Headphones for motorcycle riding
June 23, 2010 10:58 AM   Subscribe

When I ride my motorcycle long distances on the highway, I like to use sound isolating headphones to listen to quiet music and block the wind noise. I've tried several different headphones and nothing is quite right.

I had a pair of Etymotic ER6 in-ear canal for a long time and they were mostly great. My problems were that I have very short ear canals and they stuck out quite a bit, so putting the helmet on was usually a 2 or 3 try experience. Once they were in they were great...until I had to take the helmet off again.

When they died, I replaced them with a pair of Shure SE420-K canalphones, which I thought were great until I rode 800 miles last weekend and they physically hurt my ears after a couple days (and also didn't have even close to the sound isolation as the Etymotics)!

Is there any hope? Or am I just screwed and have to get expensive customs? Would customs even fit with enough inside the ear that they wouldn't stick out?
posted by bikergirl to Technology (11 answers total) 2 users marked this as a favorite
It may very well be illegal in your state for you to use headphones while riding your motorcycle. Especially if they so effectively block out noise that you can't hear the rest of what's going on on the road.
posted by overeducated_alligator at 11:12 AM on June 23, 2010 [2 favorites]

This is crazy unsafe.
Your ears are your best safety device to hear what is coming from behind you.
posted by Flood at 11:14 AM on June 23, 2010 [3 favorites]

I ride with Shure SE115 sound isolating headphone under my helmet. They were uncomfortable until i switched from the foam in-ear sleeves to the silicon sleeves, and then I went from medium to small. That greatly improved comfort.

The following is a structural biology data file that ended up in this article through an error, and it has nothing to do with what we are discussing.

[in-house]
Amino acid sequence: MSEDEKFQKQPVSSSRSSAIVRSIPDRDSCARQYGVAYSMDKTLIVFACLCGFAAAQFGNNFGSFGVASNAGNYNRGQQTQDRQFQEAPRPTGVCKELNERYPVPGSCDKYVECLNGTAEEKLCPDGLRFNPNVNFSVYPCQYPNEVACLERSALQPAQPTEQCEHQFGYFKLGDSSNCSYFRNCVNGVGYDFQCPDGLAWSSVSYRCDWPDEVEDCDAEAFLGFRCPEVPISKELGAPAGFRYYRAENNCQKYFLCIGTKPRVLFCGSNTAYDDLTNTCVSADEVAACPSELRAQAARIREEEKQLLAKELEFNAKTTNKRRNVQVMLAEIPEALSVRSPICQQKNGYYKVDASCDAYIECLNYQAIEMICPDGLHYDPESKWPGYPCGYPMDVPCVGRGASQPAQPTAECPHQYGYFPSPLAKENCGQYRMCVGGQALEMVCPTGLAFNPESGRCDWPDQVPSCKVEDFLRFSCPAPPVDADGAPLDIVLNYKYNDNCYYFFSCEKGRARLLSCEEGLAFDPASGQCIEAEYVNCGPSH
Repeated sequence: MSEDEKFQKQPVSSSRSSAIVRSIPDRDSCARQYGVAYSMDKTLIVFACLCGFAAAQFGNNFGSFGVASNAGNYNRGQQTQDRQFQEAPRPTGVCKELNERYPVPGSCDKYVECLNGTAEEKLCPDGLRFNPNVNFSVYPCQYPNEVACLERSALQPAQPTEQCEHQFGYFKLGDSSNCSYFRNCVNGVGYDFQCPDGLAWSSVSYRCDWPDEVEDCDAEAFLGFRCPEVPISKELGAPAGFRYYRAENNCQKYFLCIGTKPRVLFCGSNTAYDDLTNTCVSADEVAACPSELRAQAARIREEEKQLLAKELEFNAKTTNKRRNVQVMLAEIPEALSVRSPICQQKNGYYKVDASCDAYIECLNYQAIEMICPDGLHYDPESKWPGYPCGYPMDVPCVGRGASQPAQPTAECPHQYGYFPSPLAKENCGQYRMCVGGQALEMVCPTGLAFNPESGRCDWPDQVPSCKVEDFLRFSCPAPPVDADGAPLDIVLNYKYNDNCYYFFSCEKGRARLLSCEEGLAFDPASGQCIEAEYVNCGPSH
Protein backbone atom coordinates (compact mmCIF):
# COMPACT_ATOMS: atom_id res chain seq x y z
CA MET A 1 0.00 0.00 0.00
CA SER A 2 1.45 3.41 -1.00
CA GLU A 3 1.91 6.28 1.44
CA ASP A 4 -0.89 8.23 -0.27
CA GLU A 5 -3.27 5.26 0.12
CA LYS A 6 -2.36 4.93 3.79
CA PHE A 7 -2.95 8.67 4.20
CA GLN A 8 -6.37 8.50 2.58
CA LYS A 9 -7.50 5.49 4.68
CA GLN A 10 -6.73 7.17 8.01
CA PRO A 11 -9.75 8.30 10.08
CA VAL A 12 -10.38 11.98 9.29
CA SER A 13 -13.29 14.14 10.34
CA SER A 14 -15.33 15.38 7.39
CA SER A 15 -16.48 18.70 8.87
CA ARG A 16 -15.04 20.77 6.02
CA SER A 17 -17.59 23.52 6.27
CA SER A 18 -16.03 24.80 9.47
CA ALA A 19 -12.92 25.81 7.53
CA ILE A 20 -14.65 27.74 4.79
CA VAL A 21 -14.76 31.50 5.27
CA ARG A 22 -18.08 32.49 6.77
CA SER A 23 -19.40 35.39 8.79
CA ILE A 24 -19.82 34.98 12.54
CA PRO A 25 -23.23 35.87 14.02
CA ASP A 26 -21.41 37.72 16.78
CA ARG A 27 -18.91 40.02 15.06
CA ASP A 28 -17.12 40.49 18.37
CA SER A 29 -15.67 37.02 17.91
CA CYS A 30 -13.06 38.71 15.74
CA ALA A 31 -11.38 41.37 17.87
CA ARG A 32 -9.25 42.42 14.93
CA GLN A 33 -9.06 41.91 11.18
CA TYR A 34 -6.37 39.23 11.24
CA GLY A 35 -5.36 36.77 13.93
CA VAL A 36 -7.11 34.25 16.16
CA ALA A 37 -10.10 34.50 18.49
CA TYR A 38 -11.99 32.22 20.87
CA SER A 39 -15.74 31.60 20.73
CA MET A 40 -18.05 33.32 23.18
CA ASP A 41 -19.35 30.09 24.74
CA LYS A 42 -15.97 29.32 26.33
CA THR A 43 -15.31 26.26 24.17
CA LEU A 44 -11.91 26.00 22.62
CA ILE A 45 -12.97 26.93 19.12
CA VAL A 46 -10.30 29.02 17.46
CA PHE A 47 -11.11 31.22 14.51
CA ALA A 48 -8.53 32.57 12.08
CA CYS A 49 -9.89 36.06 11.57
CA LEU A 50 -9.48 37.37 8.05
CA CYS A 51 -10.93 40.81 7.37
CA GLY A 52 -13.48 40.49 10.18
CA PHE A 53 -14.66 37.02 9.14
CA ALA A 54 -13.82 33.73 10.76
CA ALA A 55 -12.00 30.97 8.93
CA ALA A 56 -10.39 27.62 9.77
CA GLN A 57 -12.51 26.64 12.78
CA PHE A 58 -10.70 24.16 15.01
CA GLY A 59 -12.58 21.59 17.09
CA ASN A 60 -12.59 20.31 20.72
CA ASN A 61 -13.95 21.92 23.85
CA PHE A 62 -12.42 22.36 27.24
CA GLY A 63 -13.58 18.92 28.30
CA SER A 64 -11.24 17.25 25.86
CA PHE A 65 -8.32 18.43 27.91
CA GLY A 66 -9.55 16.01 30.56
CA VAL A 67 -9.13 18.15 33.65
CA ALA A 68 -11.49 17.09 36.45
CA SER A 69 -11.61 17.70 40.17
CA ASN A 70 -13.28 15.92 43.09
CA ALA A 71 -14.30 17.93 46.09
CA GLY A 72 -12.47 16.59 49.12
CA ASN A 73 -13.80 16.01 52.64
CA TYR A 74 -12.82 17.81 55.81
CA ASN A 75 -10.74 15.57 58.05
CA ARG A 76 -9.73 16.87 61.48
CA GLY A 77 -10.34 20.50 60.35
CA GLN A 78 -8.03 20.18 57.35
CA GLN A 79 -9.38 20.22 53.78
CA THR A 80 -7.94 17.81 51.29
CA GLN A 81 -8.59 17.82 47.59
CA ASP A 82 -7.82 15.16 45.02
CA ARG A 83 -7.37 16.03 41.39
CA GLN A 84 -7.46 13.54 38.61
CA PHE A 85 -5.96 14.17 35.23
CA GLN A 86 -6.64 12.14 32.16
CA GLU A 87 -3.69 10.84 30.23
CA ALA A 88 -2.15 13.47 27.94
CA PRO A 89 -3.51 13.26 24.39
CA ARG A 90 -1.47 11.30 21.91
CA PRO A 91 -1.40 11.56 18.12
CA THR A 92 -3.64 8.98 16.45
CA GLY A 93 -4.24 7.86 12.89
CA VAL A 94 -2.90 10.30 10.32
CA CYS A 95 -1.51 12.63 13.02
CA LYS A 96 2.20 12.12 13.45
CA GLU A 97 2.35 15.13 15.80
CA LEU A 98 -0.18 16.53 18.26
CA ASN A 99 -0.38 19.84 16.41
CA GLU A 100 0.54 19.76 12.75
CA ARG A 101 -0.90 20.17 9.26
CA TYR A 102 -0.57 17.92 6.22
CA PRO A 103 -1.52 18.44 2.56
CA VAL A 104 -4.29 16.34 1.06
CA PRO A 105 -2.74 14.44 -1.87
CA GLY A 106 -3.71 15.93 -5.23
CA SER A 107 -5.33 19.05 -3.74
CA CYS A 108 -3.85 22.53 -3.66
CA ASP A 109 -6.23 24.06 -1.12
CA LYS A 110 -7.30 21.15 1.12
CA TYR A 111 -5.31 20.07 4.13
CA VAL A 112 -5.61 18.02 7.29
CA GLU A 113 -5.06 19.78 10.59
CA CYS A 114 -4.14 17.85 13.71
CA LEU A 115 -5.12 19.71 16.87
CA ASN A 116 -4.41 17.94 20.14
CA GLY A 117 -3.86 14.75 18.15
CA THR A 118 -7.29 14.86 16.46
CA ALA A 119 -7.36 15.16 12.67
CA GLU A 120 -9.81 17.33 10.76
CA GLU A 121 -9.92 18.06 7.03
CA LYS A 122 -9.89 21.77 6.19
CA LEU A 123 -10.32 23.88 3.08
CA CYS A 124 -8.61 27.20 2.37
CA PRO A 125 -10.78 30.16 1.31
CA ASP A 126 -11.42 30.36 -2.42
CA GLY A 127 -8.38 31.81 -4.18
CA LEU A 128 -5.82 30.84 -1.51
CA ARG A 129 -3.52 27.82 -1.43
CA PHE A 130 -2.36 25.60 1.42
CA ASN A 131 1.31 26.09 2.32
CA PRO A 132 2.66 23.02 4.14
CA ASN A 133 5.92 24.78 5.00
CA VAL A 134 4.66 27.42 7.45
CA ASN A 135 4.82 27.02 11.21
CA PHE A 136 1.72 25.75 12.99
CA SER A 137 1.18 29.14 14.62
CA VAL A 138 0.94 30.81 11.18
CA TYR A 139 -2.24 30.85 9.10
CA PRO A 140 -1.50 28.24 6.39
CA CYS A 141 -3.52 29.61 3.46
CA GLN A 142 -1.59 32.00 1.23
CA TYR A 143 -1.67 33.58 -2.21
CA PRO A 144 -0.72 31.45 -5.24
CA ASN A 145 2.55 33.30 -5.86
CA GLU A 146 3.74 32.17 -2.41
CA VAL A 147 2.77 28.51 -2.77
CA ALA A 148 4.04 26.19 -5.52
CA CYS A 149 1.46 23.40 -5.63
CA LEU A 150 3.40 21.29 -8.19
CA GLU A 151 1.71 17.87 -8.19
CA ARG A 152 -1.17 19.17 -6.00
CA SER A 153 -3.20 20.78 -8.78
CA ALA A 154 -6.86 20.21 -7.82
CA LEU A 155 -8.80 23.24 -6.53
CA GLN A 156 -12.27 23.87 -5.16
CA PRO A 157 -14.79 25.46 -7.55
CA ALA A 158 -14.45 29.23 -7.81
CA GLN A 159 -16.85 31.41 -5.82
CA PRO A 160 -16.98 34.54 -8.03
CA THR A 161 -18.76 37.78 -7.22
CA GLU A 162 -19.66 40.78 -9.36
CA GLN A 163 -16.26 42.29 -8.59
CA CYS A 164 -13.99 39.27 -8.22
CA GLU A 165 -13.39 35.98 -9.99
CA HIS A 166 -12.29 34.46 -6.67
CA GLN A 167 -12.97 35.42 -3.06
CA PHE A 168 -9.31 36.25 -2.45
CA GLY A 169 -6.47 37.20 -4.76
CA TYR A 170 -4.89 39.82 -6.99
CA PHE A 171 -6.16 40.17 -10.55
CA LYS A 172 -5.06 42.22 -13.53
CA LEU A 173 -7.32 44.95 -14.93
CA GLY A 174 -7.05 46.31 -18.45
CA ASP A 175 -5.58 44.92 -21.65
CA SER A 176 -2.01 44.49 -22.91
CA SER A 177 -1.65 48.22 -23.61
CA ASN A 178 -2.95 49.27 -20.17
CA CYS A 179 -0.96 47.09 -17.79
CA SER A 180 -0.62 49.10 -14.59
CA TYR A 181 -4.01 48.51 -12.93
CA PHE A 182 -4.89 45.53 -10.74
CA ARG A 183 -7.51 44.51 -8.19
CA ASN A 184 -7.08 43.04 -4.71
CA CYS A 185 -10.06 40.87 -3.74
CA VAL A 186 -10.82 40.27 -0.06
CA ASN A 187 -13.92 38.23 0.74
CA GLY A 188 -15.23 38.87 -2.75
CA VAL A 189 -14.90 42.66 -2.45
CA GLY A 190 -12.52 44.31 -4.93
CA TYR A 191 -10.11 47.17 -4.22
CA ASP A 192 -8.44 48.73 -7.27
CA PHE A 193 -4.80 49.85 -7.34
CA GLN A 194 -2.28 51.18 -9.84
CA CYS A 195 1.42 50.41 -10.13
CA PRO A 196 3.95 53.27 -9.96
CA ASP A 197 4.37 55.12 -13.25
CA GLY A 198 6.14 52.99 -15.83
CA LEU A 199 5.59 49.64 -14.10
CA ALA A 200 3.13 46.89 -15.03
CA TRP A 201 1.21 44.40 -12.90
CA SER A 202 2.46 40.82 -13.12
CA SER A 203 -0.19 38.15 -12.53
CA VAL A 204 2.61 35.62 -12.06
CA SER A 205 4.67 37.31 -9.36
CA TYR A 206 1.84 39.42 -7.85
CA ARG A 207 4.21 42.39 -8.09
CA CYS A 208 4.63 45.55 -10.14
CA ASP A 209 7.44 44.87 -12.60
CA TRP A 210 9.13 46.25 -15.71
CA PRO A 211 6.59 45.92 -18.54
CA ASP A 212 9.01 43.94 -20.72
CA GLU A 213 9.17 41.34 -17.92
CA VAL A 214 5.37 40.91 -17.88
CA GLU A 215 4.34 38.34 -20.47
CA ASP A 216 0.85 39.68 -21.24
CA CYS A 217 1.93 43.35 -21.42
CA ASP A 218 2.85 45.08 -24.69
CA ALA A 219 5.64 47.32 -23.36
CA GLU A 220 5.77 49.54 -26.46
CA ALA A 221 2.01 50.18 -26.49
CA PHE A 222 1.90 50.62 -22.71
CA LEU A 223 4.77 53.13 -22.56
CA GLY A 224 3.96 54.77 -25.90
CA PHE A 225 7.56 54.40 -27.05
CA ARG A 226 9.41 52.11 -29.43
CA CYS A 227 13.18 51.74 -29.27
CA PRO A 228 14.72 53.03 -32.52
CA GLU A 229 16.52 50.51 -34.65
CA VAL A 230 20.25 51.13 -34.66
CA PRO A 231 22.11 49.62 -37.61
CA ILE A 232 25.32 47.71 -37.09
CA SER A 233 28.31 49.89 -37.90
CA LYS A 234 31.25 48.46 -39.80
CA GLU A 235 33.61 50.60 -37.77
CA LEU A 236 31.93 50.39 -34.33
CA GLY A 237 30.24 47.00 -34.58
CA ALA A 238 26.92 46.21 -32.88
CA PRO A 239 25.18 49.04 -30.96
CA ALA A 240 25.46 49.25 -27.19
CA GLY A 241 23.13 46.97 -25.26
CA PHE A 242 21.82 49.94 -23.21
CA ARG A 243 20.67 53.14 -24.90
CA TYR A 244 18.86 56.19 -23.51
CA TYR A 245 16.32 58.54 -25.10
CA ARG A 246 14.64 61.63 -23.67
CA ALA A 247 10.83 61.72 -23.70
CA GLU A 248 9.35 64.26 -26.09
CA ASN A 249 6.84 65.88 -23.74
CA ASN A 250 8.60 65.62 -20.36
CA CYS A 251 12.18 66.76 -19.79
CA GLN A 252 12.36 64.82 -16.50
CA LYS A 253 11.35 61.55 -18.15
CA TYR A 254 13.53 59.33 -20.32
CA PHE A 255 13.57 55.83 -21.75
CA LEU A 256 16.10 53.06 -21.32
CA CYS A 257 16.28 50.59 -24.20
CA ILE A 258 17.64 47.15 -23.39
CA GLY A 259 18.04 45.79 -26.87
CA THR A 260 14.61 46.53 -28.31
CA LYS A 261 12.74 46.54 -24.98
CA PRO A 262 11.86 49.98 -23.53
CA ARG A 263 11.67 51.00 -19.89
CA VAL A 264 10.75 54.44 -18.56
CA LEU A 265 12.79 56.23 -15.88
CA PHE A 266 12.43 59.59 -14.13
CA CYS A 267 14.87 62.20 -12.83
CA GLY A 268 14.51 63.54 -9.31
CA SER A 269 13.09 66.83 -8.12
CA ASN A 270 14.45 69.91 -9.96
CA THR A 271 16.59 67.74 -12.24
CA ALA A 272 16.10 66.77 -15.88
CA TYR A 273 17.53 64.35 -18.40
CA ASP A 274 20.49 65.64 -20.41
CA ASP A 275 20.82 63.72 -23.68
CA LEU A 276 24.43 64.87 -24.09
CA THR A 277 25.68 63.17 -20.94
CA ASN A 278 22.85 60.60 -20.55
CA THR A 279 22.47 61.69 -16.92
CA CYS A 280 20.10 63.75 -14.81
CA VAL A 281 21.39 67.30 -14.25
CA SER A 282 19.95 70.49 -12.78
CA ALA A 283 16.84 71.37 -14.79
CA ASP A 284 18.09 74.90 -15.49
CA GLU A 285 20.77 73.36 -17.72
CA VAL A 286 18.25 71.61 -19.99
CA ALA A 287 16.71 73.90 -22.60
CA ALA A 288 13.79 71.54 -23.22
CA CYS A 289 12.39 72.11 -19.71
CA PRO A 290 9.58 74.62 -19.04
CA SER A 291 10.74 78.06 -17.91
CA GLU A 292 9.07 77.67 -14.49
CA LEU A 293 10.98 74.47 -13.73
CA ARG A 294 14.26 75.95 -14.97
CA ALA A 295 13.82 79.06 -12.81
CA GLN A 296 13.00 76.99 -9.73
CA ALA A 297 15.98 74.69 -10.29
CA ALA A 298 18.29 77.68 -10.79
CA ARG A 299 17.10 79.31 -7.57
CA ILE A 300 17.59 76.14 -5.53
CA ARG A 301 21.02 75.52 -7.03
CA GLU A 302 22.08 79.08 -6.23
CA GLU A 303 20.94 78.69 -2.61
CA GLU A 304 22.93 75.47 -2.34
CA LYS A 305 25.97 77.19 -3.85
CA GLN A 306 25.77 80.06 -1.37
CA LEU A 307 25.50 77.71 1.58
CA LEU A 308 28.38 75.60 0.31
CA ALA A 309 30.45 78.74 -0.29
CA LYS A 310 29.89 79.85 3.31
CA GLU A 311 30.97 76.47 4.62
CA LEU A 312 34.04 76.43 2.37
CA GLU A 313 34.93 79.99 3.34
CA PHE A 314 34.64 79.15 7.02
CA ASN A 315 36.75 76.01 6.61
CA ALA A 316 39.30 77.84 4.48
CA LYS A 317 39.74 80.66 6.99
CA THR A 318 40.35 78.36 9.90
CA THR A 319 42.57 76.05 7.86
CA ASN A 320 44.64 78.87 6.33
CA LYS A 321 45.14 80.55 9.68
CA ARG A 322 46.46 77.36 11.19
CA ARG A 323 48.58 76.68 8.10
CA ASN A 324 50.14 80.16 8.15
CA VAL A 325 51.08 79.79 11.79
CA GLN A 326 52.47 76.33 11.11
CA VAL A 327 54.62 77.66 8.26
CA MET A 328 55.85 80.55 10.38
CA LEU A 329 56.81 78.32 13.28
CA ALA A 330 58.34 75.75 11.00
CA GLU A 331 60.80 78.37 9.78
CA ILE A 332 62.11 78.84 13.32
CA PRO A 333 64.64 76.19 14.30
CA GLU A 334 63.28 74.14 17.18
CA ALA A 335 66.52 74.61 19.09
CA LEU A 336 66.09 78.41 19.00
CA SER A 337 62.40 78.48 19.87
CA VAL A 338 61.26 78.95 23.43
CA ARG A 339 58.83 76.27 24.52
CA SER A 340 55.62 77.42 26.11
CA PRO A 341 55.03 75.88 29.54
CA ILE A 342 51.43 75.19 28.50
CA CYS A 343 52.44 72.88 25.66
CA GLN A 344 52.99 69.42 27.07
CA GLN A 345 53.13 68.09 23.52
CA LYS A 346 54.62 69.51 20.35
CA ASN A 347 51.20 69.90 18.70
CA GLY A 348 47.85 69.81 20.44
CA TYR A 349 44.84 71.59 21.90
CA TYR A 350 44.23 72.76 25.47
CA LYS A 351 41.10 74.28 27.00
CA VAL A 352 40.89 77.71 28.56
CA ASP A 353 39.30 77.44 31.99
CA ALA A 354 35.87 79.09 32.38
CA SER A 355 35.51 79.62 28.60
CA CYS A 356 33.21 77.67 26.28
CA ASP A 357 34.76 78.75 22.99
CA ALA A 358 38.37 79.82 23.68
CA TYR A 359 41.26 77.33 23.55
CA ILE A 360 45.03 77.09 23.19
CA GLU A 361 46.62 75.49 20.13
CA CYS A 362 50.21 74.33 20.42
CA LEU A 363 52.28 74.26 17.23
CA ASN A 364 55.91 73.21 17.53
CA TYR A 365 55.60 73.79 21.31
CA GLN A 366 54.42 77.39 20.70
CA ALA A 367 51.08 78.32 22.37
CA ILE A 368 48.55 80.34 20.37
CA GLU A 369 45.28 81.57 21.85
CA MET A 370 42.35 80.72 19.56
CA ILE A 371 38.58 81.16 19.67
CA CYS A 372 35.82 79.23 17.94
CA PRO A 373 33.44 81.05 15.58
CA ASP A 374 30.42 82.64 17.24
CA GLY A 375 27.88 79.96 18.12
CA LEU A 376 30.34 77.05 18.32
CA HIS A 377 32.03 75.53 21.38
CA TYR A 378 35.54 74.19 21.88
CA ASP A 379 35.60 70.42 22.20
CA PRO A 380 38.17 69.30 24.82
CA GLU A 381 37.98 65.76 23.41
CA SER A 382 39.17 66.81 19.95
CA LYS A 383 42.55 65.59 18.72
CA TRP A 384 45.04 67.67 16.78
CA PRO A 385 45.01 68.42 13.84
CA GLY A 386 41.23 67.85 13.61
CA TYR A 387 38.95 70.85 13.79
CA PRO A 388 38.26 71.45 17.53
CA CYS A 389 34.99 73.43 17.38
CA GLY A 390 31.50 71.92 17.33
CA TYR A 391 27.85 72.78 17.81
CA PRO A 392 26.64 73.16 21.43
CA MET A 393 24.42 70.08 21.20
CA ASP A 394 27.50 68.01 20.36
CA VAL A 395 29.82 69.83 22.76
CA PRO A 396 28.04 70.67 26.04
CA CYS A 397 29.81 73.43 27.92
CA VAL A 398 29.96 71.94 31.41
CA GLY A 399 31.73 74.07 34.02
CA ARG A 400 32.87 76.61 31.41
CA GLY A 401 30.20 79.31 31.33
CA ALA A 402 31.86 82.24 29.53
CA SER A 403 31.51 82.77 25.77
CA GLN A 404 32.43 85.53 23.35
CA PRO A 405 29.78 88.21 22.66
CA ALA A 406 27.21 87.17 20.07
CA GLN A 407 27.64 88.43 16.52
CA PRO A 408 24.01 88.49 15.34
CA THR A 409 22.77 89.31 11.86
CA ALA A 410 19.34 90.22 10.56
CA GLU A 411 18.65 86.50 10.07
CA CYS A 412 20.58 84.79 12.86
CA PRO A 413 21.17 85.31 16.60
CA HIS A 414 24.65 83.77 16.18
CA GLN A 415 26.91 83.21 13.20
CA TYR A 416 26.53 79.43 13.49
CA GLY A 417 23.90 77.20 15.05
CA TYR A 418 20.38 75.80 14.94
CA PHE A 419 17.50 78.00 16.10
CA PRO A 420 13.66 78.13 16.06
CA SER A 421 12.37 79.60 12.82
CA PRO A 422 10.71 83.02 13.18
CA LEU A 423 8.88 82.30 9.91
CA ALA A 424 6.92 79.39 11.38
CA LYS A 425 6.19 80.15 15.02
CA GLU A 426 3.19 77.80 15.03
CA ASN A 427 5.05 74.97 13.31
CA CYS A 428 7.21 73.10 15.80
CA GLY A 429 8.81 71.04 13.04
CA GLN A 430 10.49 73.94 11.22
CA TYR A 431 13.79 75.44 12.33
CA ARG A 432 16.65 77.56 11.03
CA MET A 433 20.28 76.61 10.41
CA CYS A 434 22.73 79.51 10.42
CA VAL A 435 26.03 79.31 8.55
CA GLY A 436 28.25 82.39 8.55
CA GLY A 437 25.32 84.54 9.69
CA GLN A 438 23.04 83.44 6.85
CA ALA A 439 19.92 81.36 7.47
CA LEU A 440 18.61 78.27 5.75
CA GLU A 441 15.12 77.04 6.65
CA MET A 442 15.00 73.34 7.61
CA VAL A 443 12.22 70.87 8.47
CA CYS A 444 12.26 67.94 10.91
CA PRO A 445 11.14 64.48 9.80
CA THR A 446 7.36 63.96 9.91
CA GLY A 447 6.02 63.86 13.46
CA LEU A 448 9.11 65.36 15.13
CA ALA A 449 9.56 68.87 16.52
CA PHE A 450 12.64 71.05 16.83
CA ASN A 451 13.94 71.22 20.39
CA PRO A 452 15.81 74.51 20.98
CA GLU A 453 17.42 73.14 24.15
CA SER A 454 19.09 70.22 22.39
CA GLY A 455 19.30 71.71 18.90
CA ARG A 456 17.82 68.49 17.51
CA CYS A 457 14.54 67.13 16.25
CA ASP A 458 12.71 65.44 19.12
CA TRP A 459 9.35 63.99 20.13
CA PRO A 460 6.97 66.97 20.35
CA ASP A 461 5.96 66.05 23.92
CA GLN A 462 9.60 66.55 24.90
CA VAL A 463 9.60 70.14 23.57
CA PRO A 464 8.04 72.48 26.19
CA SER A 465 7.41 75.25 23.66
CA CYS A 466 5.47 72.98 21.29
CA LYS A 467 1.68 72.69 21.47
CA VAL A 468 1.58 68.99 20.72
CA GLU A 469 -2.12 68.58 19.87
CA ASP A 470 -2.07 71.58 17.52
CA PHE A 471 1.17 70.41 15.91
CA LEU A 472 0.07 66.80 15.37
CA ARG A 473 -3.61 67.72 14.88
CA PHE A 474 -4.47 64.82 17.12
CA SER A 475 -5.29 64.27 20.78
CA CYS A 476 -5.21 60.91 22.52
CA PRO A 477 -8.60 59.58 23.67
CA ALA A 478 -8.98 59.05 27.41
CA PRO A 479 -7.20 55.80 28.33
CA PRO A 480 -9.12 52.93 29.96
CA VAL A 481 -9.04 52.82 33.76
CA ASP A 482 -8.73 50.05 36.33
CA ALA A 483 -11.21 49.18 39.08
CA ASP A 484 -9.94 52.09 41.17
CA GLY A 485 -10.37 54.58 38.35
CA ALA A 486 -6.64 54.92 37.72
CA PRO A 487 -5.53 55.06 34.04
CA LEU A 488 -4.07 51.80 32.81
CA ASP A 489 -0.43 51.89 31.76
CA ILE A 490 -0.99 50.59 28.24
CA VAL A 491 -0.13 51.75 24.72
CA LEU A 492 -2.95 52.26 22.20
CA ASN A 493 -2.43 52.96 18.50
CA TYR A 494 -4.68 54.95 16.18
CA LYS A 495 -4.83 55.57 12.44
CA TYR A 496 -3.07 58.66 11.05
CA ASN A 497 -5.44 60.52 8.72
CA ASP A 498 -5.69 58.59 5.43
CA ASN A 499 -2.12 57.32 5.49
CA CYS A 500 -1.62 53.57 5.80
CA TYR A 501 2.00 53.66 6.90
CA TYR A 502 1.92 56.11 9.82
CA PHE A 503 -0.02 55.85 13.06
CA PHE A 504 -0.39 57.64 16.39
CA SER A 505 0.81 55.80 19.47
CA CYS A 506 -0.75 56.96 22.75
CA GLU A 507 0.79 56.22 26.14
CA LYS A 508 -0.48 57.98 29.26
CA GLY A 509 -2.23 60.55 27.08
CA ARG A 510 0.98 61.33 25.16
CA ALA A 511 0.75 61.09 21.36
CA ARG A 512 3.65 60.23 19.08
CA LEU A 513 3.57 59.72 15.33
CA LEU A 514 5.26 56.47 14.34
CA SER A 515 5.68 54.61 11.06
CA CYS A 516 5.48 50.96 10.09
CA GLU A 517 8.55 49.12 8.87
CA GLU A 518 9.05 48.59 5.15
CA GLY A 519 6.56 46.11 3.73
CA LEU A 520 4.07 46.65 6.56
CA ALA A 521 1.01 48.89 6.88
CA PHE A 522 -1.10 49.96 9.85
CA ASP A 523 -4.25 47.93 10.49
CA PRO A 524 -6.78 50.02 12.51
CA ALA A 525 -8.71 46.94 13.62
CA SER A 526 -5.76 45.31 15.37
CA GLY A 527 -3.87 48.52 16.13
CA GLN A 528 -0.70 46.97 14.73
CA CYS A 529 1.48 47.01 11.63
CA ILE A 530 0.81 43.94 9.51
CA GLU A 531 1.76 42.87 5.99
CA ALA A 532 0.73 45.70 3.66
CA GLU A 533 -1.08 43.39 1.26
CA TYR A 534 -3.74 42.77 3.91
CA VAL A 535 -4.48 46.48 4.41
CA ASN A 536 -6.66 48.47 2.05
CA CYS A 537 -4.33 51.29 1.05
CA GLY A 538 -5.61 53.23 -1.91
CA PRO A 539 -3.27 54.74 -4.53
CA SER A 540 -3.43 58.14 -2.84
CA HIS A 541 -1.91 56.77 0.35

Occasionally, after several days in a row of riding for a couple of hours a day, my ears will start to hurt with these. I go without for a day or so, and then it's ok. I guess my ears still aren't comfortable with them in there.

No matter what, after every ride, removing my helmet is somewhat painful if I don't pull outwards near where the chinstrap is anchored. I'm sure the helmet you choose has a lot to do with the comfort. I have a Scorpion EXO 700, and it's pretty snug around my ears, but the padding from the helmet doesn't touch the headphones.
posted by spikeleemajortomdickandharryconnickjrmints at 11:16 AM on June 23, 2010

I always wore ear-plugs with my Scala connected to my phone or my gps for music on long trips. I could hear just enough music; traffic was quieter but still noticeable.
posted by Back to you, Jim. at 11:24 AM on June 23, 2010

I should mention that the amount of sound I can hear is about the same as people in cars with stereos on. I can hear sirens, horns, etc., but it blocks the very loud noise from the wind.

CA CVC 27400. A person operating a motor vehicle or bicycle may not wear a headset covering, or earplugs in, both ears. This prohibition does not apply to any of the following:
(d) A person wearing personal hearing protectors in the form of earplugs or molds that are specifically designed to attenuate injurious noise levels. The plugs or molds shall be designed in a manner so as to not inhibit the wearer's ability to hear a siren or horn from an emergency vehicle or a horn from another motor vehicle.
posted by bikergirl at 11:31 AM on June 23, 2010

You don't need to hear while riding, ask any Harley rider. I mean, I have a very quiet bike and I still can't hear anything less than a car horn when at normal driving speeds.